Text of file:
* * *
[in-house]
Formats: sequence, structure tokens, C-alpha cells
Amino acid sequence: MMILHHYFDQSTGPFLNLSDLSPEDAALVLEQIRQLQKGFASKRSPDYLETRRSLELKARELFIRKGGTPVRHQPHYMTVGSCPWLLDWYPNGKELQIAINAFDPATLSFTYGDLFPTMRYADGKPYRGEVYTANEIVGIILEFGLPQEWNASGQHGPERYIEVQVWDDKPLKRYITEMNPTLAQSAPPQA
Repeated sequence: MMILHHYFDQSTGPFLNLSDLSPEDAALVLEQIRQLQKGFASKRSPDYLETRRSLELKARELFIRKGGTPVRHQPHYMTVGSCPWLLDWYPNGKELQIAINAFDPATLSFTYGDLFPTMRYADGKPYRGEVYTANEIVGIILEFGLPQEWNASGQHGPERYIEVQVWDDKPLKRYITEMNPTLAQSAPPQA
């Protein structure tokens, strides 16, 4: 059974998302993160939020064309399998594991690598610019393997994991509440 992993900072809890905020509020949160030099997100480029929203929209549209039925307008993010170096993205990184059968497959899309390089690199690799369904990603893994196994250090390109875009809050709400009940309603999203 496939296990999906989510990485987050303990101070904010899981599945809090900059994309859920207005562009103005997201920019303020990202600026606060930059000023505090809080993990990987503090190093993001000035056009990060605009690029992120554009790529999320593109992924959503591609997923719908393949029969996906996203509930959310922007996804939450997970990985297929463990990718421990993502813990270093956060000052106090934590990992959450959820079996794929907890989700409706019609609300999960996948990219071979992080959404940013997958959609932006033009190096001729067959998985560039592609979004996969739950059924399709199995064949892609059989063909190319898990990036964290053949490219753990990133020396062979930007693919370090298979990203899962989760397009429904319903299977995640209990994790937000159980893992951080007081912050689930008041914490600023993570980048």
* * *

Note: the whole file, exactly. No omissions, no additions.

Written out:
[in-house]
Formats: sequence, structure tokens, C-alpha cells
Amino acid sequence: MMILHHYFDQSTGPFLNLSDLSPEDAALVLEQIRQLQKGFASKRSPDYLETRRSLELKARELFIRKGGTPVRHQPHYMTVGSCPWLLDWYPNGKELQIAINAFDPATLSFTYGDLFPTMRYADGKPYRGEVYTANEIVGIILEFGLPQEWNASGQHGPERYIEVQVWDDKPLKRYITEMNPTLAQSAPPQA
Repeated sequence: MMILHHYFDQSTGPFLNLSDLSPEDAALVLEQIRQLQKGFASKRSPDYLETRRSLELKARELFIRKGGTPVRHQPHYMTVGSCPWLLDWYPNGKELQIAINAFDPATLSFTYGDLFPTMRYADGKPYRGEVYTANEIVGIILEFGLPQEWNASGQHGPERYIEVQVWDDKPLKRYITEMNPTLAQSAPPQA
């Protein structure tokens, strides 16, 4: 059974998302993160939020064309399998594991690598610019393997994991509440 992993900072809890905020509020949160030099997100480029929203929209549209039925307008993010170096993205990184059968497959899309390089690199690799369904990603893994196994250090390109875009809050709400009940309603999203 496939296990999906989510990485987050303990101070904010899981599945809090900059994309859920207005562009103005997201920019303020990202600026606060930059000023505090809080993990990987503090190093993001000035056009990060605009690029992120554009790529999320593109992924959503591609997923719908393949029969996906996203509930959310922007996804939450997970990985297929463990990718421990993502813990270093956060000052106090934590990992959450959820079996794929907890989700409706019609609300999960996948990219071979992080959404940013997958959609932006033009190096001729067959998985560039592609979004996969739950059924399709199995064949892609059989063909190319898990990036964290053949490219753990990133020396062979930007693919370090298979990203899962989760397009429904319903299977995640209990994790937000159980893992951080007081912050689930008041914490600023993570980048």